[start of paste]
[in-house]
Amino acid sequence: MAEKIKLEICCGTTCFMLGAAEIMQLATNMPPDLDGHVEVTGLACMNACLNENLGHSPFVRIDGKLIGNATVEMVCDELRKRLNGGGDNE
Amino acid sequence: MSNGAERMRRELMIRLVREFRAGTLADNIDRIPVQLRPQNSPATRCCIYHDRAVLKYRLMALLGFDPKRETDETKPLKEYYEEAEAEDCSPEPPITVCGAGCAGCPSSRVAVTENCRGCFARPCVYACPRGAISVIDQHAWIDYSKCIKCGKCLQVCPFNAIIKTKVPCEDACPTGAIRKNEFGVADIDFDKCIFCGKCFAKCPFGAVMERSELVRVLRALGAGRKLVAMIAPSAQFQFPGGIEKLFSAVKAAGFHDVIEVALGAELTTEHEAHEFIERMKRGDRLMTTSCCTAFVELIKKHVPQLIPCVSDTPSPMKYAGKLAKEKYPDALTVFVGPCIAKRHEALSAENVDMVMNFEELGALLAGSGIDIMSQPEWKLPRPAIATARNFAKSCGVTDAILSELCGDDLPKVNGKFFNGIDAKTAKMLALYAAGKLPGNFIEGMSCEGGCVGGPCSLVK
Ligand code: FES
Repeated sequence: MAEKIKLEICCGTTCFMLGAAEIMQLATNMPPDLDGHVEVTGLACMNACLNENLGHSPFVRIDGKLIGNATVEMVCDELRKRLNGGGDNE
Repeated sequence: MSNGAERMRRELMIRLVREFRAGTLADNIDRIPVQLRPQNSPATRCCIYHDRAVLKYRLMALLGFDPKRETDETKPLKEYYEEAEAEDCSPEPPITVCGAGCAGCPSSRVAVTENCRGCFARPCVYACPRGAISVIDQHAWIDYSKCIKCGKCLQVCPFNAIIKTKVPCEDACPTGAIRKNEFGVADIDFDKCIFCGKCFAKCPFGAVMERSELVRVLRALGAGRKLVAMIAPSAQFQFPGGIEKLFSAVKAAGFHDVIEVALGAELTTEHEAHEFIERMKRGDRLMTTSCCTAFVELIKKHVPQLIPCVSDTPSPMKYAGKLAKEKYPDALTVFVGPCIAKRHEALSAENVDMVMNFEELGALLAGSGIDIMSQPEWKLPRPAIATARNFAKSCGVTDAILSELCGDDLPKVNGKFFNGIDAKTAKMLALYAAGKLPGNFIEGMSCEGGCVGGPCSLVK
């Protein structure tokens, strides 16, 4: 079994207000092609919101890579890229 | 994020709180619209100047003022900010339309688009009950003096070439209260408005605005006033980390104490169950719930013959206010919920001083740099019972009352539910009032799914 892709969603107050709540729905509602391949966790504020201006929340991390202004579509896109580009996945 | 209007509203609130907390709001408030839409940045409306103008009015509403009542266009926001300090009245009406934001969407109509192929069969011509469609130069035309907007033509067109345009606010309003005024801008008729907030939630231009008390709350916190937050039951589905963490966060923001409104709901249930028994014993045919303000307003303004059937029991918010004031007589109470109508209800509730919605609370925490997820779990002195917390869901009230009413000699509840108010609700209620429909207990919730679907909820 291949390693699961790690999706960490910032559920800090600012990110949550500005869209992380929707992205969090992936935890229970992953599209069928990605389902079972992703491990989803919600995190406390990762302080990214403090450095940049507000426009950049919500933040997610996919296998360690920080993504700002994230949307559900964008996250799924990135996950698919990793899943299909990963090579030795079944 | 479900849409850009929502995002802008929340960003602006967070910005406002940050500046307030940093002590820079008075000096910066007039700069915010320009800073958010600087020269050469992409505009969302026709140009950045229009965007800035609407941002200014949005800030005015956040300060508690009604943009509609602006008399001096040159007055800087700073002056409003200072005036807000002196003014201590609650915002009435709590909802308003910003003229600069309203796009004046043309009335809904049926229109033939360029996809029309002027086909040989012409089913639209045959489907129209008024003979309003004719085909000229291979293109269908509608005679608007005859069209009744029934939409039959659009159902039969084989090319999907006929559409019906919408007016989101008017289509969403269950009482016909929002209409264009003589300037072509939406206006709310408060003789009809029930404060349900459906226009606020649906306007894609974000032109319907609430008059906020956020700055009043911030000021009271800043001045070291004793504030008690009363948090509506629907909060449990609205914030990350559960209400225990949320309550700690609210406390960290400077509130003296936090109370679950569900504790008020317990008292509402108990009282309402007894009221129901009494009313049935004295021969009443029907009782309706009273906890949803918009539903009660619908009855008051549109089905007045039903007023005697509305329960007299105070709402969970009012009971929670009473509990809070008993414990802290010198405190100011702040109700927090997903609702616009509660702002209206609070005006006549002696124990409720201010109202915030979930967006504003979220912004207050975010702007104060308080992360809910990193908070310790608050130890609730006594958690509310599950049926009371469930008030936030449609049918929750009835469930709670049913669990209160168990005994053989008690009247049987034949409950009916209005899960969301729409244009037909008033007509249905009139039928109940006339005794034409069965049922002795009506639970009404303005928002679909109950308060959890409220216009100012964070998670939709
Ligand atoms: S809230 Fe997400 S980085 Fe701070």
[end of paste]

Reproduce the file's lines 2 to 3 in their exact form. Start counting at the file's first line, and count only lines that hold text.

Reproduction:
Amino acid sequence: MAEKIKLEICCGTTCFMLGAAEIMQLATNMPPDLDGHVEVTGLACMNACLNENLGHSPFVRIDGKLIGNATVEMVCDELRKRLNGGGDNE
Amino acid sequence: MSNGAERMRRELMIRLVREFRAGTLADNIDRIPVQLRPQNSPATRCCIYHDRAVLKYRLMALLGFDPKRETDETKPLKEYYEEAEAEDCSPEPPITVCGAGCAGCPSSRVAVTENCRGCFARPCVYACPRGAISVIDQHAWIDYSKCIKCGKCLQVCPFNAIIKTKVPCEDACPTGAIRKNEFGVADIDFDKCIFCGKCFAKCPFGAVMERSELVRVLRALGAGRKLVAMIAPSAQFQFPGGIEKLFSAVKAAGFHDVIEVALGAELTTEHEAHEFIERMKRGDRLMTTSCCTAFVELIKKHVPQLIPCVSDTPSPMKYAGKLAKEKYPDALTVFVGPCIAKRHEALSAENVDMVMNFEELGALLAGSGIDIMSQPEWKLPRPAIATARNFAKSCGVTDAILSELCGDDLPKVNGKFFNGIDAKTAKMLALYAAGKLPGNFIEGMSCEGGCVGGPCSLVK